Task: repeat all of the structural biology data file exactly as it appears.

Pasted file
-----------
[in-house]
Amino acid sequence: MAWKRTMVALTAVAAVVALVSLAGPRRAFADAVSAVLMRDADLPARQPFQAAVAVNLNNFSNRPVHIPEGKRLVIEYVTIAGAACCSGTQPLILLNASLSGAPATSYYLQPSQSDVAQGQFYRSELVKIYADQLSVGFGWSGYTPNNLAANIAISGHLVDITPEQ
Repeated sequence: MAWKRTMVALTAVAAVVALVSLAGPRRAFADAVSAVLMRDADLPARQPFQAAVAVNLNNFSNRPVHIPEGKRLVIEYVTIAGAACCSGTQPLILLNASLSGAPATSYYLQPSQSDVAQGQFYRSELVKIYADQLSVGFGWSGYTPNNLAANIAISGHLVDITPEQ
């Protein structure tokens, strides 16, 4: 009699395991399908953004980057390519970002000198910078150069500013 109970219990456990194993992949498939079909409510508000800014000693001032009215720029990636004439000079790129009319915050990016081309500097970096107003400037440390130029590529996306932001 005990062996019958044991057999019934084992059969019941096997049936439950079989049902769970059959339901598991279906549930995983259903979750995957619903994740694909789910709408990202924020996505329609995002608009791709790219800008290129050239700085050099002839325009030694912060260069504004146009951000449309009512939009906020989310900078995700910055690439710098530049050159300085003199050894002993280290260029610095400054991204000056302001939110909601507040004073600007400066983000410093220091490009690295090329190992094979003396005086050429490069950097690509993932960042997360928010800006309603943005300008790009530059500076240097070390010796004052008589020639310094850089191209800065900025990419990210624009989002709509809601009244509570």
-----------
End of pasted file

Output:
[in-house]
Amino acid sequence: MAWKRTMVALTAVAAVVALVSLAGPRRAFADAVSAVLMRDADLPARQPFQAAVAVNLNNFSNRPVHIPEGKRLVIEYVTIAGAACCSGTQPLILLNASLSGAPATSYYLQPSQSDVAQGQFYRSELVKIYADQLSVGFGWSGYTPNNLAANIAISGHLVDITPEQ
Repeated sequence: MAWKRTMVALTAVAAVVALVSLAGPRRAFADAVSAVLMRDADLPARQPFQAAVAVNLNNFSNRPVHIPEGKRLVIEYVTIAGAACCSGTQPLILLNASLSGAPATSYYLQPSQSDVAQGQFYRSELVKIYADQLSVGFGWSGYTPNNLAANIAISGHLVDITPEQ
């Protein structure tokens, strides 16, 4: 009699395991399908953004980057390519970002000198910078150069500013 109970219990456990194993992949498939079909409510508000800014000693001032009215720029990636004439000079790129009319915050990016081309500097970096107003400037440390130029590529996306932001 005990062996019958044991057999019934084992059969019941096997049936439950079989049902769970059959339901598991279906549930995983259903979750995957619903994740694909789910709408990202924020996505329609995002608009791709790219800008290129050239700085050099002839325009030694912060260069504004146009951000449309009512939009906020989310900078995700910055690439710098530049050159300085003199050894002993280290260029610095400054991204000056302001939110909601507040004073600007400066983000410093220091490009690295090329190992094979003396005086050429490069950097690509993932960042997360928010800006309603943005300008790009530059500076240097070390010796004052008589020639310094850089191209800065900025990419990210624009989002709509809601009244509570």